“Zachar: This term is derived from the word for a pointy sword and refers to a phallus. It is usually translated as ‘male’ in English.
“Nekevah: This term is derived from the word for a crevice and probably refers to a vaginal opening. It is usually translated as ‘female’ in English.
“Androgynos: A person who has both ‘male’ and ‘female’ sexual characteristics. In the Talmud, the androgynos is understood as someone who both has a penis as well as some female sex traits. 149 references in Mishnah and Talmud (1st – 8th Centuries CE); 350 in classical midrash and Jewish law codes (2nd – 16th Centuries CE).
“Tumtum: A person whose sexual characteristics are indeterminate or obscured. In the Talmud the tumtum has indeterminate genitals. 181 references in Mishnah and Talmud; 335 in classical midrash and Jewish law codes.
“Ay’lonit: A person who is identified as ‘female’ at birth but develops ‘male’ characteristics at puberty and is infertile. 80 references in Mishnah and Talmud; 40 in classical midrash and Jewish law codes.
“Saris: A person who is identified as ‘male’ at birth but develops ‘female’ characteristics at puberty or later. A saris is considered male, but has no penis or a very small penis. A saris can be ‘naturally’ a saris (saris hamah), or become one through human intervention (saris adam). This status is also known as a eunuch. 156 references in Mishnah and Talmud; 379 in classical midrash and Jewish law codes.
“According to Genesis 1:27 (above) and all of the commentators on this verse, all human beings are essentially created in the image of God whether we are female, male, intersex or something else. Jewish sages also believed that God does not make mistakes. Consequently, if an individual was born intersex, they were believed to have been created exactly as God intended. Notably, this is quite distinct from the approach of modern Western medicine, which deems intersex people to be errors of nature that need to be corrected.”
Rain shared with me his favorite New Testament texts in support of many gender identities:
“There is neither Jew nor Greek, there is neither slave nor free, there is no male and female, for you are all one in Christ Jesus” (Galatians 3:28 ESV).
“Then Philip opened his mouth, and beginning with this Scripture he told him the good news about Jesus. And as they were going along the road they came to some water, and the eunuch said, ‘See, here is water! What prevents me from being baptized?’ And he commanded the chariot to stop, and they both went down into the water, Philip and the eunuch, and he baptized him. And when they came up out of the water, the Spirit of the Lord carried Philip away, and the eunuch saw him no more, and went on his way rejoicing” (Acts 8:35-39 ESV).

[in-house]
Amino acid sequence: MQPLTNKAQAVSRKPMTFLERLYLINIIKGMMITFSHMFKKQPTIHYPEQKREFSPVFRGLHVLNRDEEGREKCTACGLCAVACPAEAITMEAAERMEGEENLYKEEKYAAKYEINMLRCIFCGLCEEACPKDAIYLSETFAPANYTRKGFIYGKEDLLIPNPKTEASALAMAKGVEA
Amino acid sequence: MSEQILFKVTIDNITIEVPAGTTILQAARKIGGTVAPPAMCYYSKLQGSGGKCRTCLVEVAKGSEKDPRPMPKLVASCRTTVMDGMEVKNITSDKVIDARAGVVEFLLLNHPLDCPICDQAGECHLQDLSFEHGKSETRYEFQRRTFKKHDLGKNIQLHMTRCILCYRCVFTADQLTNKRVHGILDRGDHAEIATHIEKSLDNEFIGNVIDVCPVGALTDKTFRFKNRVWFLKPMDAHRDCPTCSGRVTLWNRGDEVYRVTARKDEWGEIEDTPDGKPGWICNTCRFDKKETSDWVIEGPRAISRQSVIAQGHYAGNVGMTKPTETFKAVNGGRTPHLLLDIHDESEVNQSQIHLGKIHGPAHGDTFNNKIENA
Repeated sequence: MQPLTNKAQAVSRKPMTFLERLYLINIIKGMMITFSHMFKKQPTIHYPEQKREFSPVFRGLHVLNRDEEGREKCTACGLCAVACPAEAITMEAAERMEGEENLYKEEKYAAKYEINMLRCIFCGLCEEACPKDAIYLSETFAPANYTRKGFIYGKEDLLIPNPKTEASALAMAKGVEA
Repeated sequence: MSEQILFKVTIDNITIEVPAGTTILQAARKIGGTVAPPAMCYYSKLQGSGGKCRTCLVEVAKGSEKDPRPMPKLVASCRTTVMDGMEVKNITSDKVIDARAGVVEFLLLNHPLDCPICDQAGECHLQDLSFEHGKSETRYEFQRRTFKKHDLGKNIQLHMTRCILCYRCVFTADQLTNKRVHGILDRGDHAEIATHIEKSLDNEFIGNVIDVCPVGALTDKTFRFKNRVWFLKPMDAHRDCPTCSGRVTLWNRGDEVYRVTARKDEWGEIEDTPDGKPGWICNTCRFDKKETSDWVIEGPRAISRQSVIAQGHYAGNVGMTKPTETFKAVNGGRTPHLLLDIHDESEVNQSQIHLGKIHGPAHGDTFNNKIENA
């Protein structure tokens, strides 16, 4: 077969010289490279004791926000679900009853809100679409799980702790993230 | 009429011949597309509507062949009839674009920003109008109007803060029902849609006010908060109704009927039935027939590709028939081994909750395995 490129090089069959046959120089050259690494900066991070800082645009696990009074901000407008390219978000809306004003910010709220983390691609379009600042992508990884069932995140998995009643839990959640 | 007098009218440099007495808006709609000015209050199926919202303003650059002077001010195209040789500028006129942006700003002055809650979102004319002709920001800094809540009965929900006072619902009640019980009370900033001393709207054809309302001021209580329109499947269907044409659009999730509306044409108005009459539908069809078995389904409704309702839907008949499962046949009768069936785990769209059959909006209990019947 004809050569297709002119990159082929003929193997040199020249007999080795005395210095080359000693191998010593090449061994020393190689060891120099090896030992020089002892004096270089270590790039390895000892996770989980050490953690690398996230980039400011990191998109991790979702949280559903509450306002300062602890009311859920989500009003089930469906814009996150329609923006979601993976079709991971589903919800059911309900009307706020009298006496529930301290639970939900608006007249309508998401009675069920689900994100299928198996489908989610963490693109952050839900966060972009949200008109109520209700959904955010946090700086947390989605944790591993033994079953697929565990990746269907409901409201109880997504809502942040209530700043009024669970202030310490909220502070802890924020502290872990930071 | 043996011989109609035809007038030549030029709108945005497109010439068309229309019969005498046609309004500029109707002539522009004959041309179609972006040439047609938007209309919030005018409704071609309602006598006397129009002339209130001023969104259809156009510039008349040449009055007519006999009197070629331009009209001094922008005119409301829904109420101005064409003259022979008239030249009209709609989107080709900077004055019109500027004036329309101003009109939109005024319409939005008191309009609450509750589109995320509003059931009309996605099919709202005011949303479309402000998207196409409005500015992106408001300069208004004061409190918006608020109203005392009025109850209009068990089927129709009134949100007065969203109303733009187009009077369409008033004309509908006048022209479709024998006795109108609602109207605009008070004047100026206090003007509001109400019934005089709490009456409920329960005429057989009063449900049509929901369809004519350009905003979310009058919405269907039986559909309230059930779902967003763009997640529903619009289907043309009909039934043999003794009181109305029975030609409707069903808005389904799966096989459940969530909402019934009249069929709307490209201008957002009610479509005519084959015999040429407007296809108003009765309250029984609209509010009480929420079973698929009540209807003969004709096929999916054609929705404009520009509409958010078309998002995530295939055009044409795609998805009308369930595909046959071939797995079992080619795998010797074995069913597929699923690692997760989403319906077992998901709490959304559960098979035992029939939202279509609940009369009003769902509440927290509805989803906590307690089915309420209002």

Faith can be an important part of transgender people’s live but it often isn’t because many faith communities don’t embrace how they see themselves. When organized religion pushes them away (there are many anti-LGBTQ+ messages from religious organizations in the media) transgender youth become even more vulnerable. The reason for this exclusion of LGBTQ+, and especially transgender individuals, from inclusion in religious communities is because individual identity (which is all about change and growth) is at odds with tenets that desire sameness and stability.
Joy (formerly Jay) Ladin, Ph.D. is a professor at Stern College for Women at Yeshiva University. In an extraordinary memoir titled, Through the Door of Life: A Jewish Journey Between Genders, Ladin describes her gender transition in conjunction with her belief in God. She believes that religion assists a person to grow into a relationship with God, and her story is about the ebb and flow of her faith during the sacrifices and decisions she made in order to live her truth. This causes me to reflect that not enough is being done in religious communities to welcome transgender individuals, to allow them freedom to grow, and, to afford them the twin courtesies of love without judgment and privacy regarding their sexual practices.
As for me, I believe in a Higher Power that encompasses the sacredness of all creation that sees me and each of us in our fullness without the distortion of ego, personality, or even gender, as assigned by others. My belief was reinforced when
I read a blog post Rain wrote.
Here is a portion of it: